Written by Flat Hat Editorial Board|
January 22, 2015
Following the well-trodden path of Wiz Khalifa and Gavin DeGraw, rapper Ludacris will perform for the College of William and Mary’s Charter Day Concert. While a big name artist, Ludacris was by no means the Charter Day Concert Committee’s first choice of performer. The committee, led by members of Alma Mater Productions and the Student Assembly, searched for a hip-hop or rock artist to break the College’s recent rapper streak, but found it almost impossible to book an artist for Charter Day. This is due in part to the fact that the Grammy Awards are the following day. Given the circumstances, the committee did well, but in the future it should reconsider the worth of having a Charter Day concert when few artists are available.
The Charter Day Concert began only five years ago and is by no means a College tradition. However, students have enjoyed the concerts in the past, regardless of the performer. The real question, then, is what do students want more: Would they prefer a Charter Day concert with a lesser-known artist or would they want to book someone more popular for a later date?
If the annual concert tradition continues, it may very well come to imbue Charter Day with even more significance. Students would simply have to settle for smaller pools of potential artists in years with major award conflicts.
If the Charter Day concert tradition ends, AMP and the SA will have greater flexibility both in whom they can book and when concerts can be held. Hosting more influential artists might, in turn, help the College attract bigger names. A potential downside of this decision would be the loss of the advantage that Charter Day provides as a celebratory event.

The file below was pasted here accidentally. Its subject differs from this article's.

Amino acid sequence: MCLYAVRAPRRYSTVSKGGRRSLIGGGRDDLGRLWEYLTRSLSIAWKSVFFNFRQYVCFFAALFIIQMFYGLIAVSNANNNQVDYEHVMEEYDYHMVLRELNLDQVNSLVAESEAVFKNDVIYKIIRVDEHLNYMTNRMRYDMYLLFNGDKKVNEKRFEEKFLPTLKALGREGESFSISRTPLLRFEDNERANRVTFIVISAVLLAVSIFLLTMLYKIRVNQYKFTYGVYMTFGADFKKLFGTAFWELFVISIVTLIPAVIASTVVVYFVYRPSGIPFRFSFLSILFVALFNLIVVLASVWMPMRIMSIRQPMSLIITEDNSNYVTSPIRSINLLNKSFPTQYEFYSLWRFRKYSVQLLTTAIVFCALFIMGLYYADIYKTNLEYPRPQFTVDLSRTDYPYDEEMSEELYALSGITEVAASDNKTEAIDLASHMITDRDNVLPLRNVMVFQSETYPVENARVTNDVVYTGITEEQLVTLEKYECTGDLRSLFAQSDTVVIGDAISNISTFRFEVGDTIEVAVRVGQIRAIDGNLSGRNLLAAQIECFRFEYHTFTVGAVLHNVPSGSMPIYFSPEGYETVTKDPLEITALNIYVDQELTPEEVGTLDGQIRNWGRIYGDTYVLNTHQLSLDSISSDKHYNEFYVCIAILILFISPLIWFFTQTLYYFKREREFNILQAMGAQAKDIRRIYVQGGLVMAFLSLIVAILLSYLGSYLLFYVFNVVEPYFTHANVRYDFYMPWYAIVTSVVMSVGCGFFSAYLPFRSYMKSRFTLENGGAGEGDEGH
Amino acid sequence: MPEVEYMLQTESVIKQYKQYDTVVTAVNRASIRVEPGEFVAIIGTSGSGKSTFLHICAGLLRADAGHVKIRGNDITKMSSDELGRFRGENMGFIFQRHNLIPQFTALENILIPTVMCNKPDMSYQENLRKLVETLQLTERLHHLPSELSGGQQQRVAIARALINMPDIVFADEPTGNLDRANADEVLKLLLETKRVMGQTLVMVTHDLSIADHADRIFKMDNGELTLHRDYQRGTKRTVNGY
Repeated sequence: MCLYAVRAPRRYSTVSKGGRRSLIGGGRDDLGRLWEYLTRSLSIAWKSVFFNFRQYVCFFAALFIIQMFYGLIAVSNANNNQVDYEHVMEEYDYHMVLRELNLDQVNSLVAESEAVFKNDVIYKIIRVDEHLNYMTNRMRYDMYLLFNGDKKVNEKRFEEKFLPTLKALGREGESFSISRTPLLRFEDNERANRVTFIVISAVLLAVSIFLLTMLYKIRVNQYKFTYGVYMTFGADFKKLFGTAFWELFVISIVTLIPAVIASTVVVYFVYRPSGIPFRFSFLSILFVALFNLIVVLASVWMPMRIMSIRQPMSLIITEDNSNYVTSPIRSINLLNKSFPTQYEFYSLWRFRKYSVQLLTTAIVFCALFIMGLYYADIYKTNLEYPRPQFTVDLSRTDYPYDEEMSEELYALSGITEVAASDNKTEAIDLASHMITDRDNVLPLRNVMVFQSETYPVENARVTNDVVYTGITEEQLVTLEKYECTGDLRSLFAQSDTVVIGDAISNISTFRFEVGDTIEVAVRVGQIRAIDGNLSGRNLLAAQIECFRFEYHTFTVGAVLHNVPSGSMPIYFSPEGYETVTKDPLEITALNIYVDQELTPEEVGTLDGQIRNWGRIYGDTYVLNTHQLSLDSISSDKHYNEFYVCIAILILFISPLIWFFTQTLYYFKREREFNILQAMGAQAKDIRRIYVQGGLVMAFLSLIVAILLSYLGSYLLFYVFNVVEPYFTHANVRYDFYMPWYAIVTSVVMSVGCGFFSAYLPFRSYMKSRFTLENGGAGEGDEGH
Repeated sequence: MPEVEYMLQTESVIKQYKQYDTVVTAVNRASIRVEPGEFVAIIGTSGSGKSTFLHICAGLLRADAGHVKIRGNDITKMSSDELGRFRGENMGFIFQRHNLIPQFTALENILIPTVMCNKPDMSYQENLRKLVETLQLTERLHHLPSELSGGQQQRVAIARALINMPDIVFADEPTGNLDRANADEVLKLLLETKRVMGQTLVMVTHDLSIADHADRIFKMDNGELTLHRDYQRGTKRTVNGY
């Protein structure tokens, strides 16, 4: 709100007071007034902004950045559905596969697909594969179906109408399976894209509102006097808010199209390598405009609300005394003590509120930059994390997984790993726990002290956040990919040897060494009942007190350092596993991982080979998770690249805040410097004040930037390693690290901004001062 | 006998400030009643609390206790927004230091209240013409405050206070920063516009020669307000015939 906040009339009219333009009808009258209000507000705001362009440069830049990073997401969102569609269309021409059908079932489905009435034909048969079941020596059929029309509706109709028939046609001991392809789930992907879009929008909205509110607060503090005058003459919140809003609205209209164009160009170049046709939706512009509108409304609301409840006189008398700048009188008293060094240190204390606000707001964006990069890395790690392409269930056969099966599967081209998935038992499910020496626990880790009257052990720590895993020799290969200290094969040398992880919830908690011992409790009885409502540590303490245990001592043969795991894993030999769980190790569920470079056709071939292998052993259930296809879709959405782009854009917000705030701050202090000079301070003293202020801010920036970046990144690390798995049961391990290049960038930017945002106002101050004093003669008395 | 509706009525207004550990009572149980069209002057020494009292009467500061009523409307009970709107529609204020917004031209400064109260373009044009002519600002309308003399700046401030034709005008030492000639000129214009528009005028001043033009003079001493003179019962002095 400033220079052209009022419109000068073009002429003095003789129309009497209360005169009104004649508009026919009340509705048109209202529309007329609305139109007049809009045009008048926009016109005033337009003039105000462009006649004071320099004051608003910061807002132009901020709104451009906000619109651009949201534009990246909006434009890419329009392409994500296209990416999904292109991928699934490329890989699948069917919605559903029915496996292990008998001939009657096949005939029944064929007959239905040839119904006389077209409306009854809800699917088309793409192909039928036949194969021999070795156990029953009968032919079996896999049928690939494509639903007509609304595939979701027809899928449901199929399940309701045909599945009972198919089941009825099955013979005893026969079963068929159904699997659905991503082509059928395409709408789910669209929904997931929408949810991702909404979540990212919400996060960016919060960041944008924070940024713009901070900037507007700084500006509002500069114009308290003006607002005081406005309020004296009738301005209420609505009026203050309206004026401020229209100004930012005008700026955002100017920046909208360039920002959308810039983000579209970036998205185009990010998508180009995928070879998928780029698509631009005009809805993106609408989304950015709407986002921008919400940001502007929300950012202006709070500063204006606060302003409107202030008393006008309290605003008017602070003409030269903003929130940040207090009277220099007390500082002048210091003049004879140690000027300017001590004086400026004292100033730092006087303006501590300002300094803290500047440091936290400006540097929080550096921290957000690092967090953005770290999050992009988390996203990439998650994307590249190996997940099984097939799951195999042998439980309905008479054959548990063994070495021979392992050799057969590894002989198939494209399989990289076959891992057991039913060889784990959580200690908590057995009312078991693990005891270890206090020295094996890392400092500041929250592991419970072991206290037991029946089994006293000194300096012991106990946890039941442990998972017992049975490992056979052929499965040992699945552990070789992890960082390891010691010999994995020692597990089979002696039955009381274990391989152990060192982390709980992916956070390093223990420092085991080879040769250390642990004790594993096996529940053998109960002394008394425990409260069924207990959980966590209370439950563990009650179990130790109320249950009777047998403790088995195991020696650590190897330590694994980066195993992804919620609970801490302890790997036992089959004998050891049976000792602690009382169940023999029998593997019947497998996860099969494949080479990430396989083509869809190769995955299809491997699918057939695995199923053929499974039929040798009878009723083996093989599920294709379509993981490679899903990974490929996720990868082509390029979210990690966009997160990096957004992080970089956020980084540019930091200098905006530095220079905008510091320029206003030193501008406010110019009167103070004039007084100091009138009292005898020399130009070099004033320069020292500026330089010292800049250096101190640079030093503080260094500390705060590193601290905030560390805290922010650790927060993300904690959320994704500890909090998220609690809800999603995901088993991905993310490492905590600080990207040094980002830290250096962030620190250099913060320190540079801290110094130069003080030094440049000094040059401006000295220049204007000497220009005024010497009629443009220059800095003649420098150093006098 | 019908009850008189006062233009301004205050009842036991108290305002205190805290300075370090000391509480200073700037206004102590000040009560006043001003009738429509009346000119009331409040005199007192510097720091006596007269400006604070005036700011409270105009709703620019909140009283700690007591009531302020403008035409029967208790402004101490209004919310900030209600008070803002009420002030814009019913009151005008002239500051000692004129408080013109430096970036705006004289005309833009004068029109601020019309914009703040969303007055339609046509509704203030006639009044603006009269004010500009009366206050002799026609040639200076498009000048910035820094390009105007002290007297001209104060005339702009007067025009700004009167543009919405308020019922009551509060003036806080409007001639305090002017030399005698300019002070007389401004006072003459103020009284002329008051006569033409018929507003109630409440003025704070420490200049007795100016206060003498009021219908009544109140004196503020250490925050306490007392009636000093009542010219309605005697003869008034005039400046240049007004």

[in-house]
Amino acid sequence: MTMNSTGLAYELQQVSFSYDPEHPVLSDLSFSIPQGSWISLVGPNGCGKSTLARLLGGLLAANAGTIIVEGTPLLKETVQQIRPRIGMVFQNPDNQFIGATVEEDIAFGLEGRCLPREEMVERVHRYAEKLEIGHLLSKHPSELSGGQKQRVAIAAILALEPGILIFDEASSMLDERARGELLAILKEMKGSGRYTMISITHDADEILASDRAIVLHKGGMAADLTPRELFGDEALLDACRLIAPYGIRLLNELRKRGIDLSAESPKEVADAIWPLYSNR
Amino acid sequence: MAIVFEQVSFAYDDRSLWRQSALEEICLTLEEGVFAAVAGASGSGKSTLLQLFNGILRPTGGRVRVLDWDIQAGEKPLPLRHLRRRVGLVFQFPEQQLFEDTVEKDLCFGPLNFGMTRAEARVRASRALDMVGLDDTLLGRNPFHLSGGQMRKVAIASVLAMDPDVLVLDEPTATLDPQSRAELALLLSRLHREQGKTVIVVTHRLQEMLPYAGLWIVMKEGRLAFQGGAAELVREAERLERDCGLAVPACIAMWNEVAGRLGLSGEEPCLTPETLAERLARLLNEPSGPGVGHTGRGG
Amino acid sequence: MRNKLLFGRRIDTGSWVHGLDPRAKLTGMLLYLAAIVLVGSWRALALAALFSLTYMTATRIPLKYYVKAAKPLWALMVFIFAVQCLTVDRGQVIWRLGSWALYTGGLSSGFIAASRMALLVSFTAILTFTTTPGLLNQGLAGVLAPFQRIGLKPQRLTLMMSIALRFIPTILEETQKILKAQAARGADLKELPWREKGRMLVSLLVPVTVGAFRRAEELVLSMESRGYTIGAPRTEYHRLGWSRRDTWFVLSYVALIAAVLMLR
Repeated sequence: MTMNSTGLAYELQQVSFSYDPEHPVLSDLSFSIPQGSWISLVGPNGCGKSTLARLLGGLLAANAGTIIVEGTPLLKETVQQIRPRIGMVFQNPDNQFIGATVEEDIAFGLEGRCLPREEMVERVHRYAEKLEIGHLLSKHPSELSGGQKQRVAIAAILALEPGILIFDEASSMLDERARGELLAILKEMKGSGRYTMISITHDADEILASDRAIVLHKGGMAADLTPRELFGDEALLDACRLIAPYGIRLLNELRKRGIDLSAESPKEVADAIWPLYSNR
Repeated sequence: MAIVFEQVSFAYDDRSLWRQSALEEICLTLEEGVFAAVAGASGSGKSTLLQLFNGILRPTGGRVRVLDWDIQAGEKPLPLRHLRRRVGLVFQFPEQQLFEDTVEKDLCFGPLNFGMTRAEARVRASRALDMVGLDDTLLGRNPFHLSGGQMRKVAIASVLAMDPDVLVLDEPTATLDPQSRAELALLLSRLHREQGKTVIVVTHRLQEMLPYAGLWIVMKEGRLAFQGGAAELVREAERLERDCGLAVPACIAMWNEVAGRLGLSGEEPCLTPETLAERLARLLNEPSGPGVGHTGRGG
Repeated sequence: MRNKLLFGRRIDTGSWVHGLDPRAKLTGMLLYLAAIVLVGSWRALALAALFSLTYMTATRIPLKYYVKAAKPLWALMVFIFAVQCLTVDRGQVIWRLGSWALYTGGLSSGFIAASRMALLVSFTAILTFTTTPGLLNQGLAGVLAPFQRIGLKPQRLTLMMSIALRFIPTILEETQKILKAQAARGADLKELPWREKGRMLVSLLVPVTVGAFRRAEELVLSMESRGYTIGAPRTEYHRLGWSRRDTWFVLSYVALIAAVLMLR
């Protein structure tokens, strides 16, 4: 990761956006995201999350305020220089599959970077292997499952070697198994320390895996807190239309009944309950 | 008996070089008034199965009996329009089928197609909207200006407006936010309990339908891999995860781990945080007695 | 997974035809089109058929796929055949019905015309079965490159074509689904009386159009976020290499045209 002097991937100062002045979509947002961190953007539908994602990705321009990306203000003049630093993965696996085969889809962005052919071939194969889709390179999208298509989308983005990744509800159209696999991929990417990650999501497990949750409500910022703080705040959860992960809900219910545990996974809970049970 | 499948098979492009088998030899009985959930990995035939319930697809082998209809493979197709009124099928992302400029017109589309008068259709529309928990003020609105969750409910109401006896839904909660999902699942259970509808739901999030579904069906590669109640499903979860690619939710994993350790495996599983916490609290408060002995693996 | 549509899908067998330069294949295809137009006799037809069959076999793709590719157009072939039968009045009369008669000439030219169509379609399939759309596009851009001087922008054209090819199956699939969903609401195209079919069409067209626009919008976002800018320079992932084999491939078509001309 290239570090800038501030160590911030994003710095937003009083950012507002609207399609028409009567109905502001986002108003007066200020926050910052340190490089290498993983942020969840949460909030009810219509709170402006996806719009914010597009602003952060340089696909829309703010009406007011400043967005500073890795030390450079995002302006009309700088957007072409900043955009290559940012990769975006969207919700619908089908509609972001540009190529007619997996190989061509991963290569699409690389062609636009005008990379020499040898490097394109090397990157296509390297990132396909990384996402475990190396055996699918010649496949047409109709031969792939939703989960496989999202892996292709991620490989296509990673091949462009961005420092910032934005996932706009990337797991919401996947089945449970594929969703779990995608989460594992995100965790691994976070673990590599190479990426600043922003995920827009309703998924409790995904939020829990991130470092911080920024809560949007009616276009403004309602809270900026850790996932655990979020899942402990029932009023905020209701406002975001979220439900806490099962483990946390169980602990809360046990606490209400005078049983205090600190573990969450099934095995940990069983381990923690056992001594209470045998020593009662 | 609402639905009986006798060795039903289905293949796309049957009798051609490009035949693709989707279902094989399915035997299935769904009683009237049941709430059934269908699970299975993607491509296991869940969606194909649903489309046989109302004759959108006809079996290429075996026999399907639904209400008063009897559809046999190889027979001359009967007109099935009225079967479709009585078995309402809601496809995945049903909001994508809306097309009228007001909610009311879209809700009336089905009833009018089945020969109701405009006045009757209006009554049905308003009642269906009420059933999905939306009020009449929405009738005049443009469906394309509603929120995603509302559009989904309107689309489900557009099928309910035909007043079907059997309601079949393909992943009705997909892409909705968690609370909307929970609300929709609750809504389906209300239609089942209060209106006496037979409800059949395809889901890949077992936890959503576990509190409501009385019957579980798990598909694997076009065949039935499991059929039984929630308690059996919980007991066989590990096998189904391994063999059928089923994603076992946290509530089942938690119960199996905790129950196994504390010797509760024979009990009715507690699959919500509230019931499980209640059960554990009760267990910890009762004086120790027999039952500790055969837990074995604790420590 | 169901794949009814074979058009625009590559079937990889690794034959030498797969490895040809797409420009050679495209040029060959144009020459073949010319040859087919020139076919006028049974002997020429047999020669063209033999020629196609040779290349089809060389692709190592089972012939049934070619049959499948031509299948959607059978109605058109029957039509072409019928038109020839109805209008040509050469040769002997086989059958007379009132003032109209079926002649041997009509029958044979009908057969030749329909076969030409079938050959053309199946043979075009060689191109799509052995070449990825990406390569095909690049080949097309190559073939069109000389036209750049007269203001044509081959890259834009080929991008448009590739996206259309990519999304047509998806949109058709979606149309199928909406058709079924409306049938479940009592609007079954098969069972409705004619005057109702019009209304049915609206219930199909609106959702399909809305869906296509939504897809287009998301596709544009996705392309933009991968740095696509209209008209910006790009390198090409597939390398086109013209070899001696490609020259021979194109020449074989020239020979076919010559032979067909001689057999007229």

Either way, AMP and the SA should leave the decision to students, who ultimately fund the event. This would require informing students about their choices and providing forums for making suggestions. The SA could release a survey to the entire student body asking for student preferences and allowing it to comment further.
Alternatively, the question could be included on the SA election ballot. It would encourage students to give their opinions, and possibly convince more people to vote in SA elections. The decision would not please everyone, but it would better represent what students want.
Whether AMP and the SA move the Charter Day concert in the future, many students will likely attend and enjoy themselves. Nevertheless, they ought to include the student body in that decision. Until then, we leave students in Luda’s capable hands.